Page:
The character drama derives from the power struggle between Douglas and Leech.  Douglas is resourceful but green who is brought in to lead the team because of his fuel line expertise (he works for British Petroleum [and believe me, I tried to think deeper on that, but it mostly just set up easy targets] in peacetime).  Leech, as the ruthless, amoral leader of the mercenaries, mostly laughs off Douglas’ attempts at control (its also implied that the mercenaries or Leech have killed the other officer’s before Douglas).  Though Douglas has good ideas, its hard to win over the respect of a crew that just giggle at your orders and blindly follow Leech (who, it should be noted, looks exactly like a Clark Gable/George Clooney mix).  Caine plays Douglas as mostly clipped and high-class(though he does get a nice Alfie-meeting-Moneypenny moment with a secretary).  The only thing motivating Leech is the promise of £2,000 if he brings Douglas back alive.  Though a lot of bodies get stacked, and Douglas comes to trust Leech, the rivalry between the two is less Col. Kurtz and more the witty one-upmanship from Sleuth (Douglas even gets high-points for his Italian-looking cravat; shades of Milo Tindle).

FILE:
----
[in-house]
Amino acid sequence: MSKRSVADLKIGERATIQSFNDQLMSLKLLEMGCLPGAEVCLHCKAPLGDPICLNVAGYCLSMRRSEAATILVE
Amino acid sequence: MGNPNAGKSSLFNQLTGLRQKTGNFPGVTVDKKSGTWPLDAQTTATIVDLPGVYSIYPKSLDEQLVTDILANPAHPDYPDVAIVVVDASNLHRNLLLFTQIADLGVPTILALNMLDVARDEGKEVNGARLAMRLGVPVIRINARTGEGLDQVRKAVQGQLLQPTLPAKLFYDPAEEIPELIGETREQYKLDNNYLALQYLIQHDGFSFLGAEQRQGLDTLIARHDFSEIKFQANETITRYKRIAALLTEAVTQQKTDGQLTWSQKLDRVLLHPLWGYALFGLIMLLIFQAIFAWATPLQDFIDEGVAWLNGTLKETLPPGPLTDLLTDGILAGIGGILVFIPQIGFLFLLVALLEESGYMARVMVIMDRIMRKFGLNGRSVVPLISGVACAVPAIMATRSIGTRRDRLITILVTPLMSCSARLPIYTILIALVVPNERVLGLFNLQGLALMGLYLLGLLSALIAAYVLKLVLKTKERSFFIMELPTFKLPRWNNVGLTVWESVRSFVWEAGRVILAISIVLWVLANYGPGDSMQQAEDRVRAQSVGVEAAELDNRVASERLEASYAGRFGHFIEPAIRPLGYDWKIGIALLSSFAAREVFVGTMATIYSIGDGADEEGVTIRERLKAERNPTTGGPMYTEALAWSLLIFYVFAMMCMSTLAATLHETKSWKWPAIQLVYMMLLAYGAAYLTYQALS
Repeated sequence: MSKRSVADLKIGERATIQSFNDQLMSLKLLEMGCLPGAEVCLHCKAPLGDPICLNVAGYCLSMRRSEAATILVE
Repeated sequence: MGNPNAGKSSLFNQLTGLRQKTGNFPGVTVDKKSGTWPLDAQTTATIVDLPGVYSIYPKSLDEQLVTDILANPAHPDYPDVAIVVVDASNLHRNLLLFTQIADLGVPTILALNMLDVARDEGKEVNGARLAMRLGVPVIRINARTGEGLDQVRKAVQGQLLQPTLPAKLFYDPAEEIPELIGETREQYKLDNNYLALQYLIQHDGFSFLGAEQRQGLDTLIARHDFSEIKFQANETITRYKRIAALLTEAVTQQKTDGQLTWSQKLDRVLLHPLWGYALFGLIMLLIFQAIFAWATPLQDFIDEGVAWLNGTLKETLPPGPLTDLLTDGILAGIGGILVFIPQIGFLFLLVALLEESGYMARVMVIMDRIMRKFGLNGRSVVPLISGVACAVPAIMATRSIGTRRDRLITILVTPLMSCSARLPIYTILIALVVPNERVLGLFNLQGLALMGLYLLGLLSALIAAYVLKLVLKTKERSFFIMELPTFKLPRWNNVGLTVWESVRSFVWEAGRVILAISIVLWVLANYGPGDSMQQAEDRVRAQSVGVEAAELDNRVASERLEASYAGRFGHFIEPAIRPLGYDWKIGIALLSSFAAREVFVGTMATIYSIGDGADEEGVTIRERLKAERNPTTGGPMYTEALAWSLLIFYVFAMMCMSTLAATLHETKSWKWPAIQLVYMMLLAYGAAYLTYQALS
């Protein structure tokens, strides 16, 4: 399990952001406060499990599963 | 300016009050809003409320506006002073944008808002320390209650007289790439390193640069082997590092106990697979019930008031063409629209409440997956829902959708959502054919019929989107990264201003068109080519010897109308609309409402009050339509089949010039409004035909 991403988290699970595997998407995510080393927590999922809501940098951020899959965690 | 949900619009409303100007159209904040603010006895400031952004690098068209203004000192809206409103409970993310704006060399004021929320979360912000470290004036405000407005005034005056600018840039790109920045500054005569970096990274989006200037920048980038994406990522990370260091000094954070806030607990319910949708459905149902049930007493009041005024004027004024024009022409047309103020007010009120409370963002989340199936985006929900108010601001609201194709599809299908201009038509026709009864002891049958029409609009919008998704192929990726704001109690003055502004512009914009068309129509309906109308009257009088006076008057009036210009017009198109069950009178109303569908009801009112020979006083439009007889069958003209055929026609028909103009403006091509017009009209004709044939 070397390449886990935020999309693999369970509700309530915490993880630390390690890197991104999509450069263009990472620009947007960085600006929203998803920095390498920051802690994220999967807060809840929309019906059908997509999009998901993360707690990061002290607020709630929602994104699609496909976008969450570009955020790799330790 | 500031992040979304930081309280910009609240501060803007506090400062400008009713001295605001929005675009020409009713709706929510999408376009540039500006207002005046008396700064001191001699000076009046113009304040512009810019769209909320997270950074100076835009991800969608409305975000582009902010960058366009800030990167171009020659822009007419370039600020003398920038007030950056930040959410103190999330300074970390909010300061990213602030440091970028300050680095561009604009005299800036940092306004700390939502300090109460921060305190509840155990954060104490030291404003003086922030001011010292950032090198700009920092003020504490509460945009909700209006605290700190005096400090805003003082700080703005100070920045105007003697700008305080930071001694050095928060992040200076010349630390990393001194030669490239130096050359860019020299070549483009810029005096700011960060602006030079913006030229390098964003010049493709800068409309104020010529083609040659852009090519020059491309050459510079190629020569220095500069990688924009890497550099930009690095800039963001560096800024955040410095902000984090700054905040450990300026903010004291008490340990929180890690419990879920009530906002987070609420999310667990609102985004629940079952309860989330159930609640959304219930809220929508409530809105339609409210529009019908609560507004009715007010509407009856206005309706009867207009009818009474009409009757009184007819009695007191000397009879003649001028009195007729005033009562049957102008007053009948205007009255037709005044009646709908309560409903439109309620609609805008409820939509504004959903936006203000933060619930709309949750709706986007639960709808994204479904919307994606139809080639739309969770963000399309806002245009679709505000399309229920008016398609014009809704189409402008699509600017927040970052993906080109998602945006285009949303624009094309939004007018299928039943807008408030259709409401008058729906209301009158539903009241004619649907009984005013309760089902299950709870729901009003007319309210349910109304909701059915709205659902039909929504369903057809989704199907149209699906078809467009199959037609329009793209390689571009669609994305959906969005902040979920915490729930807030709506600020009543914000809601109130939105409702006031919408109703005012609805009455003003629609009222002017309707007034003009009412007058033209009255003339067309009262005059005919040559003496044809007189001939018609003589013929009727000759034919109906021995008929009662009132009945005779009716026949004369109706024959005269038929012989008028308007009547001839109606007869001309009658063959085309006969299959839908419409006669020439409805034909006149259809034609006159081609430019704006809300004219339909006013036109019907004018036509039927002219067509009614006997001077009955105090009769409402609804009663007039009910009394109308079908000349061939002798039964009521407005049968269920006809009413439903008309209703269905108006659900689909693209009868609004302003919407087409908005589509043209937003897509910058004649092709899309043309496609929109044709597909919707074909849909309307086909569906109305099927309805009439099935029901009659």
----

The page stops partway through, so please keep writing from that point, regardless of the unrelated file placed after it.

If the plot is largely derivative of The Dirty Dozen, then André de Toth’s (who proves that in the land of 3-D, the one-eyed Hungarian is king) directing owes as much to Blowup and Bonnie and Clyde.  The blasting music (augmenting the Michel Legrand score) of the trucks’ radios (and the ease with which they turn from “Lili Marlene” to “You Are My Sunshine”, the better for sneaking with, my dear) is followed by silent scenes of people driving through deserts and sandstorms and the beautiful montage of flat tires.  The make-up effects in general make the characters look covered in dust and dead, and to see them shamble around like Romero’s zombies is quite strange.  One of the longer sequences concerns the problem of getting three trucks up a mountain (without using shirt-baskets, like Hannibal did), and watching the entire process of finding and implementing a solution (even the mercenaries get excited when they see its working).  Later, watching a hand pushing sand away from a trip mine in order to defuse a bomb or cutting barbed wire seems pretty intense when the scene is held out for so long.  Don’t get me wrong, there are explosions (and an amazing shot where Leech and Douglas walk calmly through a house as a fireball is seen through the window), but they don’t have the figurative punch as the quieter moments (and in the grand finale, some parts are oddly and confusingly edited).